When reporters for Brazilian environmental website O Eco examined satellite data in August, they found a 220 percent increase in the amount of clear-cut land in the Amazon rainforest over the previous year.
This story would have gone untold if it were not for the use of geodata, data that include location information such as an address, a place name or latitude. This information is an invaluable asset for finding patterns in news events, but it is too often overlooked by reporters and newsrooms.
To break this story, the O Eco team looked at the latest reports of the Deter system, a service the Brazilian government uses to curb deforestation on the ground. Media outlets from across the world picked up the story. I helped the team to visualize the information in an interactive map and in a simple pie chart, as part of my Knight International Journalism Fellowship.
As a Brazilian reporter who started covering Amazon deforestation 10 years ago at the financial newspaper Valor Econômico, I realized that there was nothing more innovative and powerful than creating a rich context for the reader by overlaying location-specific news with data on deforestation and forest fires. These data are available due to years of research with earth observation satellites by Brazil’s National Institute for Space Research (INPE), the U.S. National Aeronautics and Space Agency (NASA) and other space agencies.
Last June, the Knight International Journalism Fellowships, in partnership with O Eco and Internews, launched InfoAmazonia, a platform that aggregates news and large amounts of data about environmental degradation in this vital part of our planet. When we launched, only data about deforestation in Brazil was available. But this month, InfoAmazonia joined with Terra-i, a project of several NGOs that detects land-cover changes resulting from human activities, almost in real time. This partnership will extend InfoAmazonia’s analysis of deforestation data to Bolivia, Colombia, Ecuador, Peru, Venezuela, Guyana, Suriname and French Guiana.
Now more than ever, journalists should embrace geodata. Through the Open Government Partnership, 150 countries have committed to making their data public and searchable. This means a vast amount of information on oil and mining concessions in member countries is being released. The need for journalists to analyze and investigate these data is urgent. Many stories that were hidden from view until recently are ready to be found--as long as newsrooms dedicate resources to data mining.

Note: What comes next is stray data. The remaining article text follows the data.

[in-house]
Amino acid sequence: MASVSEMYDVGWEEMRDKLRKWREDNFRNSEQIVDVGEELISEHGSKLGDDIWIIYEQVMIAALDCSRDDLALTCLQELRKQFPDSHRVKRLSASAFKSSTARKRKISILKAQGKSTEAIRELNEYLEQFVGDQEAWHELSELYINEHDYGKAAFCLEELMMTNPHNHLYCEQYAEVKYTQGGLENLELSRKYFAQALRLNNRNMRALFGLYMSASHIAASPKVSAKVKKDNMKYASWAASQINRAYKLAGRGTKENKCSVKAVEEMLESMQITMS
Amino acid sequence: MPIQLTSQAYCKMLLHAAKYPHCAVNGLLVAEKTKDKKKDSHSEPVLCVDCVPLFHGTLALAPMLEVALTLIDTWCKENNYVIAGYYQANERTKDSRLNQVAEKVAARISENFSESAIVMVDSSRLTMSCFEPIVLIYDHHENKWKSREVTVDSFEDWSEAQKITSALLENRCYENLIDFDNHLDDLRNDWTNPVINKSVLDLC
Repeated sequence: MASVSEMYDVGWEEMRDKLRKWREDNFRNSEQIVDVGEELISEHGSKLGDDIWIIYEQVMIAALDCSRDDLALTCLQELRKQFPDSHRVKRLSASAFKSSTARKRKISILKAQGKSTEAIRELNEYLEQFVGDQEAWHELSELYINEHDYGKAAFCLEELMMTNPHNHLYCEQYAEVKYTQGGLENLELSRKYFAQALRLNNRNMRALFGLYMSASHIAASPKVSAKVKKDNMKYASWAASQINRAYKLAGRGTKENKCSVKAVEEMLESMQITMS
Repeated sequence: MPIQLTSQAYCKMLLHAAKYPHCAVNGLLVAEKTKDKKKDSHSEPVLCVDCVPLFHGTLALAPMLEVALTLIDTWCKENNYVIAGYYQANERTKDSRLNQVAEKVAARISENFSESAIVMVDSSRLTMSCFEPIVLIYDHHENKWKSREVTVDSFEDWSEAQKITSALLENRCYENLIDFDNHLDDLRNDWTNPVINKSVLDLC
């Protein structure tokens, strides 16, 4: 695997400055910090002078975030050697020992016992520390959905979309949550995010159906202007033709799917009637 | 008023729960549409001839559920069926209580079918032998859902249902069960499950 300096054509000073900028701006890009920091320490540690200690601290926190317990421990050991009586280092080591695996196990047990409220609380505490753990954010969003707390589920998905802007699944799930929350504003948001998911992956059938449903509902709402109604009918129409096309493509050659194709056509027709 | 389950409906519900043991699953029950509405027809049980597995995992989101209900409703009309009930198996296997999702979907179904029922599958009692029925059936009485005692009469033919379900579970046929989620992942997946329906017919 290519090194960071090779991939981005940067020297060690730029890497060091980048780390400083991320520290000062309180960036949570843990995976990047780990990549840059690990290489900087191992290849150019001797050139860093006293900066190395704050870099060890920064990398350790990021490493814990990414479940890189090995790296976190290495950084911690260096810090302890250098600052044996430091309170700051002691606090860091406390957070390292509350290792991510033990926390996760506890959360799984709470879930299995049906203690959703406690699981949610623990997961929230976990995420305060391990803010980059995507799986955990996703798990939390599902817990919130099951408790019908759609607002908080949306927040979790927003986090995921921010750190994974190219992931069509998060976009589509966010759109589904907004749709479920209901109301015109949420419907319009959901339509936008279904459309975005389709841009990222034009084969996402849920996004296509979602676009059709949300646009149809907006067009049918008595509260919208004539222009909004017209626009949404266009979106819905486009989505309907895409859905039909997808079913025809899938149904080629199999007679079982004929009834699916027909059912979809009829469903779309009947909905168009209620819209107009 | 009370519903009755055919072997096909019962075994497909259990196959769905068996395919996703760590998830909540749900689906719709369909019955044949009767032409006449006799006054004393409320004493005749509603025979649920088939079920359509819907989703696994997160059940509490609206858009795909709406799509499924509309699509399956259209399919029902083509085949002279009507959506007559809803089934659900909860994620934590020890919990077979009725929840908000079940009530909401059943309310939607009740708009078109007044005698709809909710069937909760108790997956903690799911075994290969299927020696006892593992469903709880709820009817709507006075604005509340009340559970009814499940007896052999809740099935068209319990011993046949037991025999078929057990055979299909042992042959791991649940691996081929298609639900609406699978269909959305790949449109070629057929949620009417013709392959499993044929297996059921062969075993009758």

By simply using free tools like Google Earth, QGIS or many other interactive mapping platforms to visualize data, journalists can came with good amount of reporting ideas. Of course, the more travel and on-the-ground investigation they can do in tandem with this analysis, the better.
Making maps is something akin to peeling an onion. Maps are built with layers of information. By combining the layers, you get the visual messages that tell us about military power, environmental degradation or simply business locations.
The democratization of mapping, via Google Maps and check-in applications such as Foursquare, is changing our relationship with location at an incredible pace. With traditional physical maps, people assume they are looking at a simple representation of a place. But with these maps, people expect to be able to interact with the geodata itself. You do not always need to see the map to get the information that interests you on that particular location. You just need to turn on your GPS and the information comes to—and flows from—you.
Journalists are coming late to this party. While social networks are quickly making advances in mapping people’s locations and giving them geotagged information, media organizations have not transformed their own content into layers of information that can be effectively combined with satellite data or other large-scale scientific mapping. I hope the work we are doing through InfoAmazonia will accelerate this change.
Photo courtesy of Gustavo Faleiros.